London: The sprouting “free health check-up camps” in India are just a tactic of pharmaceutical companies to push their products and are in violation of the Medical Council of India (MCI) guidelines, says a special investigative report in the British Medical Journal.
“Free” health camps for poor people in India have grown popular where local residents are invited to these camps that may include medical testing done by pharma representatives or technicians.
However, the practice is unauthorised, as according to the Medical Council of India, only a registered medical practitioner can perform screening and diagnostic tests.
“We have evidence that unlicensed employees from several Indian pharmaceutical firms and from the Indian arms of Abbott, Bayer, GlaxoSmithKline, Roche, and Sanofi have tested patients at health camps,” said study author Frederik Joelving, a journalist based in Denmark.
Cipla acknowledged that its employees test patients, Joelving said. A Roche spokesperson said that Roche Diabetes Care India donates testing supplies to diabetes education camps but added that “people with diabetes who attend the camp test on their own, after having signed a written consent”.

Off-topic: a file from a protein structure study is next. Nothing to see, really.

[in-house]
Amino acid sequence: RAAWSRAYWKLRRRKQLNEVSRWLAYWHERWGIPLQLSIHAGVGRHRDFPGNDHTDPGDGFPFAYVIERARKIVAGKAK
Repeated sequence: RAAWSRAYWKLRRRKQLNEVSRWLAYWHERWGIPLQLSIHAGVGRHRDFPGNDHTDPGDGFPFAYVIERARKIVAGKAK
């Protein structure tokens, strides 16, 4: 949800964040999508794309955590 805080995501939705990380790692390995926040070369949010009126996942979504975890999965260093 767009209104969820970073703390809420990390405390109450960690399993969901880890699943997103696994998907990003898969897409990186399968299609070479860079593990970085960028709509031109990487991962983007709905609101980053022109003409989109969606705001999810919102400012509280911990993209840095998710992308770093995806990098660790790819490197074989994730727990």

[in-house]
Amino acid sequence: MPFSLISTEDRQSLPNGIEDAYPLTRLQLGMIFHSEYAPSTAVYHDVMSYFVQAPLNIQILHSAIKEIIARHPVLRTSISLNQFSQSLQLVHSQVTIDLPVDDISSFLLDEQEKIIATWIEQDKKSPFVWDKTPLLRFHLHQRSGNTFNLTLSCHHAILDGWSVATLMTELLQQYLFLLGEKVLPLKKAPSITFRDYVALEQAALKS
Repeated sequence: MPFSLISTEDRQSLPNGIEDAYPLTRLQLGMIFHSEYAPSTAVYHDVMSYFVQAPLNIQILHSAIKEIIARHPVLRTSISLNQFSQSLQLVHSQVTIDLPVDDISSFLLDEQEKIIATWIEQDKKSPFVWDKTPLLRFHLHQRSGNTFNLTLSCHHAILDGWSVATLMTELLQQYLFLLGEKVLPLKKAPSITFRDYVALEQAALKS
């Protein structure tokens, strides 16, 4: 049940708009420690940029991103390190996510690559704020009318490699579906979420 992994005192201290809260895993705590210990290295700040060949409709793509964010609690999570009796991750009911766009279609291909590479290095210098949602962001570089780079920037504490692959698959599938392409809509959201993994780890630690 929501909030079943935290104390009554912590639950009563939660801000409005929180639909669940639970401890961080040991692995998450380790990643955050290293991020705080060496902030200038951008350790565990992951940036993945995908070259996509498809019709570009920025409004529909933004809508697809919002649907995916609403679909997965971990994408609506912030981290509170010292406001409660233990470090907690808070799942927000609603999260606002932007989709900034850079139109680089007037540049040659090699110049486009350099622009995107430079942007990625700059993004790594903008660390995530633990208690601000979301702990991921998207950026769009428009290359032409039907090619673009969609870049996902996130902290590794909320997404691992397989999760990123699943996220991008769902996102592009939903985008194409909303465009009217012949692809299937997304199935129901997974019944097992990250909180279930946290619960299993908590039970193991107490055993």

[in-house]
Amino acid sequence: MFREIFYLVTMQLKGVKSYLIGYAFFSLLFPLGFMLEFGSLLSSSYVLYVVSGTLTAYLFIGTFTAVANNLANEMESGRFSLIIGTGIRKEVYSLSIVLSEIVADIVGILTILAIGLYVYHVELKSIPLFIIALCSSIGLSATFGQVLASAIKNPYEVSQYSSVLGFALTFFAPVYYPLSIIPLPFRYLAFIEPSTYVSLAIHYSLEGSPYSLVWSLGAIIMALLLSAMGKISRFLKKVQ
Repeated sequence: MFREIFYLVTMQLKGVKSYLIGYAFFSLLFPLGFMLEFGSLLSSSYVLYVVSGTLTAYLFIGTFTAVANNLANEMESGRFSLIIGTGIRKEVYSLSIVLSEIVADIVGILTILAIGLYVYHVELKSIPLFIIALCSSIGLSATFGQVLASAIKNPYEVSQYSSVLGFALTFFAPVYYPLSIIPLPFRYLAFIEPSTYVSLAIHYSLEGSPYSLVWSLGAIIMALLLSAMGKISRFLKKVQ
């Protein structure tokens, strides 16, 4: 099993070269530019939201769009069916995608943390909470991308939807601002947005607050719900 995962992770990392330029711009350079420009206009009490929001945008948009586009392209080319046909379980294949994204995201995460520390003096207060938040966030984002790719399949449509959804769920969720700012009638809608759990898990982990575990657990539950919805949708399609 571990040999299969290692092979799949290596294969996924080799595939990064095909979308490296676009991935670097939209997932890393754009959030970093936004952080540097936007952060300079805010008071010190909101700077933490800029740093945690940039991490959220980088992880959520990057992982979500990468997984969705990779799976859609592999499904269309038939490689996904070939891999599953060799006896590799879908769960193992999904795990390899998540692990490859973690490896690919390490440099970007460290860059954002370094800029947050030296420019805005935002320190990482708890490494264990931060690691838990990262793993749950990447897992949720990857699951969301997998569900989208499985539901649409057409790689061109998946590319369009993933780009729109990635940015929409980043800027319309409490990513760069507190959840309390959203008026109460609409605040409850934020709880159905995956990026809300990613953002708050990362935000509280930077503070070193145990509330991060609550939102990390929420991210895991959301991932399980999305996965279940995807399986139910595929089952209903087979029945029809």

“Our sales representatives are not permitted to perform tests on patients in India,” Ransom D’Souza, a GlaxoSmithKline India spokesperson, was quoted as saying.
D’Souza added that last year the company removed individual sales targets for its representatives.
Tests by untrained professionals can be dangerous.
“This kind of behaviour can actually lead to harm to patients — over-diagnosis, misclassification [of healthy people as sick], iatrogenic harm of drugs,” Glyn Elwyn, a primary care clinician-researcher at the Dartmouth Centre for Health Care Delivery Science in Hanover, New Hampshire, USA, was quoted as saying.
The Indian subsidiaries of Abbott Laboratories have been particularly active in the push for screening, said Joelving, with each of the company’s business divisions organising health camps.
In 2011 alone, the company says it screened more than 240,000 people for thyroid disorders. Meanwhile, sales of its flagship product Thyronorm (thyroxine) raced ahead of cheaper competitors in India.
According to Leena Menghaney, a lawyer and India manager of Doctors Without Borders access campaign, “This is nothing but selling privatised health care, whether it is medicines or diagnostics.”